‘Civil society in India remains vibrant’


But there is evidence of a problem regarding its FCRA regulations, and reason to be concerned, says UN Special Rapporteur Maina Kiai

The Central government has acted against a number of NGOs in India in the past two years for allegedly violating the Foreign Contribution (Regulation) Act. In a recent analysis report, the UN Special Rapporteur on rights to freedom of peaceful assembly and of association, Maina Kiai, said the FCRA regulations in India do not meet the International Covenant on Civil and Political Rights’ (ICCPR) proportionality requirement. In an e-mail interview with T.K. Rohit , Mr. Kiai said “there are currently serious obstacles to the right to freedom of association that violate international law.”Excerpts from the interview:
Do you think there is enough evidence to be concerned about India’s FCRA regulations?
Clearly there is evidence of a problem, and reason to be concerned. I have received a number of reports over the years from activists and organisations who feel that they have been targeted by the government. I have an equally clear sense that they feel their space to operate freely is closing.
Is the Indian government stifling NGOs?
I believe there are currently serious obstacles to the right to freedom of association that violate international law, and that these obstacles have increased in recent years. I have received a number of complaints about this issue from Indian organisations, and the volume has grown since I began working as Special Rapporteur. I also know that there is quite a lot of activity and debate around this issue in India, with some sources reporting tens of thousands of NGOs losing their licences to receive foreign funding.
At the same time, civil society in India remains vibrant — at least for the moment. India is very important in the UN context. It is the world’s biggest democracy and has a massive and vibrant civil society. India is seen as a leader for other countries, but unfortunately in this area it is leading in the wrong direction.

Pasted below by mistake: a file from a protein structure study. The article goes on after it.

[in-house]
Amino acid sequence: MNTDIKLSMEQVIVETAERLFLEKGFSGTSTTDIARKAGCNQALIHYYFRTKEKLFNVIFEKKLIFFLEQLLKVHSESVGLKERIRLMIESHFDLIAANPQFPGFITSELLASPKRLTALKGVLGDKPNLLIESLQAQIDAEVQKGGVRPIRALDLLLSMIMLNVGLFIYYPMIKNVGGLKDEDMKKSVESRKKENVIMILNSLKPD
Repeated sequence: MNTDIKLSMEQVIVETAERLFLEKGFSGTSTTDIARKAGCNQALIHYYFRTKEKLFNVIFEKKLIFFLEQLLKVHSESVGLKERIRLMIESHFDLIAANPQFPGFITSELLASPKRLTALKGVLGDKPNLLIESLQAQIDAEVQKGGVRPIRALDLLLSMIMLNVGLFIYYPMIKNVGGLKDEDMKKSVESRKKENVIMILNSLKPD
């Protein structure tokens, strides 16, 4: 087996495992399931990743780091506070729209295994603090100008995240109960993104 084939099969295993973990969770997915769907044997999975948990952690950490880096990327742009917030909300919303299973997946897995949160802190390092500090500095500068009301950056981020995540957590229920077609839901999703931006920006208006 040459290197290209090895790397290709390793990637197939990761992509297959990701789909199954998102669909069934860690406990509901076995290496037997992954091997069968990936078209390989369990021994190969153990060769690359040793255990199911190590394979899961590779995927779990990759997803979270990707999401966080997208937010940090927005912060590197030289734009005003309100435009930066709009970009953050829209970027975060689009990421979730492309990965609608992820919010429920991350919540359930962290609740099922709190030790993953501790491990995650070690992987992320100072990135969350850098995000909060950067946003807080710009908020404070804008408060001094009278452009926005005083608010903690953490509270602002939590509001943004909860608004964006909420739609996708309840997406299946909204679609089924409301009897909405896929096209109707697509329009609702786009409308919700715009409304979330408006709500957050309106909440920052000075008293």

Your report points out that the FCRA appears to contravene India’s obligations under the ICCPR. What measures can India take in this regard?
There are three possibilities. The first, which can be done tomorrow, is to be more permissive in interpretation of the law. The second, which would take legislative action, is to repeal the law. The third is for a domestic court to find the law unconstitutional or in violation of international law.
Even a democracy and its legislative institutions have to respect the international obligations of the state.
Can’t a country mandate that organisations raise funds internally?
Under international law, governments clearly can’t put a blanket restriction on organisations receiving any foreign funding. Such restrictions are inherently disproportionate. I would also add that the Government of India is a massive player when it comes to overseas development aid — both as a donor and a recipient. Why should it be okay for the government to receive and donate funds, but not for independent organisations?
What’s the way forward?
At the very least, I would like to have a dialogue with the Government of India. They have yet to officially respond to the analysis I submitted, but I would like to hear their views. This dialogue can be formal, informal, or something in between.
The best-case scenario would be for India to invite me to conduct an official country visit, where I can meet with government officials and civil society in person. I requested such a visit in 2014, but the government is yet to respond. I would also be very open to conducting an unofficial visit to the country. In fact, I’ve tried to do this at least twice, but was never able to secure a visa. I would take it as a positive sign of engagement if the Government of India could step in to help facilitate the visa process, so that I can come to the country at least in an unofficial capacity.
And ultimately, of course, I would like to see the Government of India — whether via the executive, legislative or judicial branch — act on my analysis and make the appropriate adjustments to the FCRA.
Why should it be okay for the government to receive and donate funds, but not for independent organisations?

Source: xaam.in

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